Monday, August 26, 2019

Nothing good will come of Huawei affair

Dec 12. 2018
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By The Nation

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The US has taken a daring risk by seeking the arrest of a prominent Chinese executive, and it will not pay the price alone

It is far from clear how Southeast Asia might be affected, but if superpowers China and the United States are going to slug it out over the arrest of Huawei executive Meng Wanzhou, it would be wise for the region to prepare for some wild swings. 

Meng’s arrest in Canada pending likely extradition to face charges in the US has been seen as fulfilling some national-security concerns in Washington. But, from the look of it, the move seems likely to complicate future trade talks with Beijing. And China’s neighbours in Asia are all too familiar with the pressure tactics it deploys to achieve political ends.

The US Justice Department is investigating Huawei – a company widely regarded as representing the zenith of Chinese technological innovation – for violating US sanctions against Iran imposed between 2009 and 2014. The sanctions had been removed under a 2015 nuclear deal before being re-imposed by Trump. Canadian police arrested Meng in Vancouver at the request of US authorities.

That the arrest came the same day Beijing and Washington agreed on a 90-day truce in their tariff dispute might have been coincidental. But Beijing surely sees it as part of America’s efforts to stymie China’s rise as a global telecommunications giant. The US has thus far said nothing along the lines of Meng’s arrest being purely a matter of law and separate from trade issues. Beijing is viewing it as punitive action against China, coming despite measures it claims to have taken to address Washington’s concerns. The US can thus forget about drawing any further concessions from Beijing, which makes Meng’s arrest highly unwise, at least from a political perspective.

Taking on a Chinese firm is unlikely to gain the US much leverage when it comes to trade negotiations. Beijing’s response has been somewhat measured so far, no doubt in the realisation that bolder action would also be counterproductive to its ambitions. While the foreign ministry strenuously objected to the arrest and threat of extradition and warned Canada of possible repercussions, China’s social media erupted in anger and demands for overt retaliation. American corporate executives working in China have cause to be nervous.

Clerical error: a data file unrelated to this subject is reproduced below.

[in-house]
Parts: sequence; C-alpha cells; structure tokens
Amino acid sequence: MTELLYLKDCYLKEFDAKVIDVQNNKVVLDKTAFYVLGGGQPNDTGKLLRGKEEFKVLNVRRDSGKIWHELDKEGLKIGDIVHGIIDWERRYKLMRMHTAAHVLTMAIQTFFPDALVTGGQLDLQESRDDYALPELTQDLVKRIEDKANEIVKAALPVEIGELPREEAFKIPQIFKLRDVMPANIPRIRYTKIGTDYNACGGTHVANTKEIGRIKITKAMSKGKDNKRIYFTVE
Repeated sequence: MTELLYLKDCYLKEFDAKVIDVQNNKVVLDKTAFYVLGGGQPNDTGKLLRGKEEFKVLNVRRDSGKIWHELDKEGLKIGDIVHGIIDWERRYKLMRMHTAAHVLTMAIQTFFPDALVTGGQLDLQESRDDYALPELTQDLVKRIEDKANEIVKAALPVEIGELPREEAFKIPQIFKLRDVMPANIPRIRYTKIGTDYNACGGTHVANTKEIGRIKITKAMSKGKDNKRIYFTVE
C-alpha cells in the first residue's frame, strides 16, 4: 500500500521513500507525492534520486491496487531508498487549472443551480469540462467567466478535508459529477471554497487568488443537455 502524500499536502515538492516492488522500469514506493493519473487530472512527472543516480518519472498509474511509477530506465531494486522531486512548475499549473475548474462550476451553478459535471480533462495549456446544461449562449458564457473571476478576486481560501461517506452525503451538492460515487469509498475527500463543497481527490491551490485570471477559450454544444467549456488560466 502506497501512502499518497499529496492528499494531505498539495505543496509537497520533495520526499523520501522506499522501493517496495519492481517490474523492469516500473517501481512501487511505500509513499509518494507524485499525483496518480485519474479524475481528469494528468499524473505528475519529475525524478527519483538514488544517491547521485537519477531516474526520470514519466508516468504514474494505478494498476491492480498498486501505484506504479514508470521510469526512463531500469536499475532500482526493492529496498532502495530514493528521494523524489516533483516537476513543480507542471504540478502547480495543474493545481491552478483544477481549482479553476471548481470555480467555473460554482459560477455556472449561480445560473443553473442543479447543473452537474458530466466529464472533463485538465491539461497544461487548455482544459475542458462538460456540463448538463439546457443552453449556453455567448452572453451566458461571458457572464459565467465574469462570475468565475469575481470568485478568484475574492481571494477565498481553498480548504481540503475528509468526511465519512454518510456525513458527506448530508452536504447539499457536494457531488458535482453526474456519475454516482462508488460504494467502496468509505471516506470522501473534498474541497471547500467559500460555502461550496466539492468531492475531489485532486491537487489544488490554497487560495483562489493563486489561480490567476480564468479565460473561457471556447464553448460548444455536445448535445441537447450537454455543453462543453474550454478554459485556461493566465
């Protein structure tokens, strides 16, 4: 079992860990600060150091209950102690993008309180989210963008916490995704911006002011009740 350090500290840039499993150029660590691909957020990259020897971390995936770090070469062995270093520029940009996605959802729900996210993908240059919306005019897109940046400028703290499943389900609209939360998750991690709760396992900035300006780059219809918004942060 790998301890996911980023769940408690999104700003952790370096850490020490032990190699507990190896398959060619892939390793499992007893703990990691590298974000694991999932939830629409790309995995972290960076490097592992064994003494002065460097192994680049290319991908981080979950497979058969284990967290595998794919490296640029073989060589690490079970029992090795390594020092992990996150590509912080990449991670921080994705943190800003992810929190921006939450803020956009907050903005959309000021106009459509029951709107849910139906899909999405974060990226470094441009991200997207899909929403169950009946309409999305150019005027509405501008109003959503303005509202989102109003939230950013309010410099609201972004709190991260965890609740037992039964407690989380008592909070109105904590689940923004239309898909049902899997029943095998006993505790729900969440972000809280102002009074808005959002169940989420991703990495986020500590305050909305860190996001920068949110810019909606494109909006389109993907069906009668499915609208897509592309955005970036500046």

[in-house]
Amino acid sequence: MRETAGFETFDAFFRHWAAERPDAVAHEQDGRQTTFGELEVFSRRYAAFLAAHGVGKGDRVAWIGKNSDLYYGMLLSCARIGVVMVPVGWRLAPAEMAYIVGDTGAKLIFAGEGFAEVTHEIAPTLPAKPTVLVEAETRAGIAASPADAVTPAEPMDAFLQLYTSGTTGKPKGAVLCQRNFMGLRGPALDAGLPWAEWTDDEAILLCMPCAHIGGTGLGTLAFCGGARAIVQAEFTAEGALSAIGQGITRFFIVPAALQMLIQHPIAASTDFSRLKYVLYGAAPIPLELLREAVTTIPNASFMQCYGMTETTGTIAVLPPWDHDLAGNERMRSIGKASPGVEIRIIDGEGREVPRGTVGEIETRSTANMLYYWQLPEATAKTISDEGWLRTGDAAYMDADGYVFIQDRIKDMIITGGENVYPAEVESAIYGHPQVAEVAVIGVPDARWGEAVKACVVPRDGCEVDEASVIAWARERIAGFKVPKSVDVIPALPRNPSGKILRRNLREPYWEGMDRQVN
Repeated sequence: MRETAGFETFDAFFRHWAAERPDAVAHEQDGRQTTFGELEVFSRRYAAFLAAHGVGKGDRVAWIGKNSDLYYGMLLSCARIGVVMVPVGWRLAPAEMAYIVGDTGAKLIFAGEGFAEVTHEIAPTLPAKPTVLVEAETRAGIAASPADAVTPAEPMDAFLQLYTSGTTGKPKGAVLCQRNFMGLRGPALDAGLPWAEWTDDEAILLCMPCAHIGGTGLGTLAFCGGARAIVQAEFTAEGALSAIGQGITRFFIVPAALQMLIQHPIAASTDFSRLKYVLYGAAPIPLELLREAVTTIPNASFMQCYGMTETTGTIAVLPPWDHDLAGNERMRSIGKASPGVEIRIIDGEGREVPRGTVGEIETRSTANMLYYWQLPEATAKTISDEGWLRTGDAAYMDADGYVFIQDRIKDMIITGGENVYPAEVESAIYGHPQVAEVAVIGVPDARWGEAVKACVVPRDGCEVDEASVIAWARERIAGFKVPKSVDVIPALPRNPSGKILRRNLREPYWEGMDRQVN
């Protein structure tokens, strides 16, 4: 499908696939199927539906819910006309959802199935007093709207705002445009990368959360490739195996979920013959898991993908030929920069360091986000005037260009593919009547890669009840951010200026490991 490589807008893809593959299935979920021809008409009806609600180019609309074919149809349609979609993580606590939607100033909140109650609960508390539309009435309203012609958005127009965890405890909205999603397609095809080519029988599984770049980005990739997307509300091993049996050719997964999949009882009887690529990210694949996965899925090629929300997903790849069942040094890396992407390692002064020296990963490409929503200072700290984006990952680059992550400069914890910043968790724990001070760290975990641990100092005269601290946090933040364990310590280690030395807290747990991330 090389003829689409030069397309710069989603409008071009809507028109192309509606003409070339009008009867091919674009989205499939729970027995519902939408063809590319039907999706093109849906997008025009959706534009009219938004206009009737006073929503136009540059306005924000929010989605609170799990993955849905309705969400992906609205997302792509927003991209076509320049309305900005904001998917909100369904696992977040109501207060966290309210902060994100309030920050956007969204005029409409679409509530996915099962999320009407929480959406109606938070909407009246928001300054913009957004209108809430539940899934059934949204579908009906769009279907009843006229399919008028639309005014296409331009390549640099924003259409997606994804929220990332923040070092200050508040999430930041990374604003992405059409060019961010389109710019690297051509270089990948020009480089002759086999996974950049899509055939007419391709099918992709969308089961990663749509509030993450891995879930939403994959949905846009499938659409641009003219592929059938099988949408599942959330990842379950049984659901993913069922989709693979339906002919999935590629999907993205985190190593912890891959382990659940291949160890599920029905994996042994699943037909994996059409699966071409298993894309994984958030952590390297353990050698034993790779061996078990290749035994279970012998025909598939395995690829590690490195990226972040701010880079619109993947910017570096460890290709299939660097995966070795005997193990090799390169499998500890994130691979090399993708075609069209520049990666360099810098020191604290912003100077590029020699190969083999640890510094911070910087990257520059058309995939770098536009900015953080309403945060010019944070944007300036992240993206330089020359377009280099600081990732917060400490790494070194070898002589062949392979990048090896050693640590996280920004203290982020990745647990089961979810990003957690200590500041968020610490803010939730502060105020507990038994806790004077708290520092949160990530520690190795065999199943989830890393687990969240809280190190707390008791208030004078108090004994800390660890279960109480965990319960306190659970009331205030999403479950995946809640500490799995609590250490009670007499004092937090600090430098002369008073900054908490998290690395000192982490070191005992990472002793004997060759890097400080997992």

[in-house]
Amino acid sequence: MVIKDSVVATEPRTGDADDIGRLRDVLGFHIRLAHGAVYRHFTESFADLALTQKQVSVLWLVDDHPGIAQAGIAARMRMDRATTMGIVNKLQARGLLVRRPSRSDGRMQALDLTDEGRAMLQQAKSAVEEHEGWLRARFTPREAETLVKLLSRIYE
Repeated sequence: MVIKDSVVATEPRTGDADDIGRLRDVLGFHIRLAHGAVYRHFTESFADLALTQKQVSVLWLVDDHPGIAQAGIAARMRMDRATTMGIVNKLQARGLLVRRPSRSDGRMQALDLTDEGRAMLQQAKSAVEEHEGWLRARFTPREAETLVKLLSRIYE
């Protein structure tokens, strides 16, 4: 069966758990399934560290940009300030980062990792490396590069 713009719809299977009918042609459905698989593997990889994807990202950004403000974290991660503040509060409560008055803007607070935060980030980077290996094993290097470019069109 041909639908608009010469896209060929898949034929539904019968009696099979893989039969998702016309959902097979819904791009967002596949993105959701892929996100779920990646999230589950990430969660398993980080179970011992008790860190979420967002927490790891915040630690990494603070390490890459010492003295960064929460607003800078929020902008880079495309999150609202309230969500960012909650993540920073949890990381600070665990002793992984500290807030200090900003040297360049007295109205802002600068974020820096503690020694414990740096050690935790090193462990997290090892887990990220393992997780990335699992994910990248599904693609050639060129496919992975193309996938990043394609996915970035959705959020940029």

For now, there is only the matter of law, and the US government, ostensibly committed to playing by the rules, cannot negotiate the case. To do so would suggest that America’s concerns about its sanctions against Iran being violated can be deflected. Given the quirkiness of Donald Trump, of course, Meng’s arrest could well be politically motivated, a bargaining chip for his vaunted deal-making. But any such deal with China would send the entirely wrong signal to US allies, not least Canada. 

 China has to be made to understand that it cannot sell Huawei products in America without abiding by American law. If it truly believes the US is wrong to sanction Iran, the nobler course would be to boycott the US market and withdraw its products. The pith of the matter is that Huawei products feature components of American technology. This means that the company and Beijing are going to have to play by US rules. 

All of that aside, it is upsetting to see this latest example of a Western nation using legal manoeuvres to punish foreign companies whose behaviour it finds objectionable. In this case, US domestic law is reaching far beyond America’s borders.

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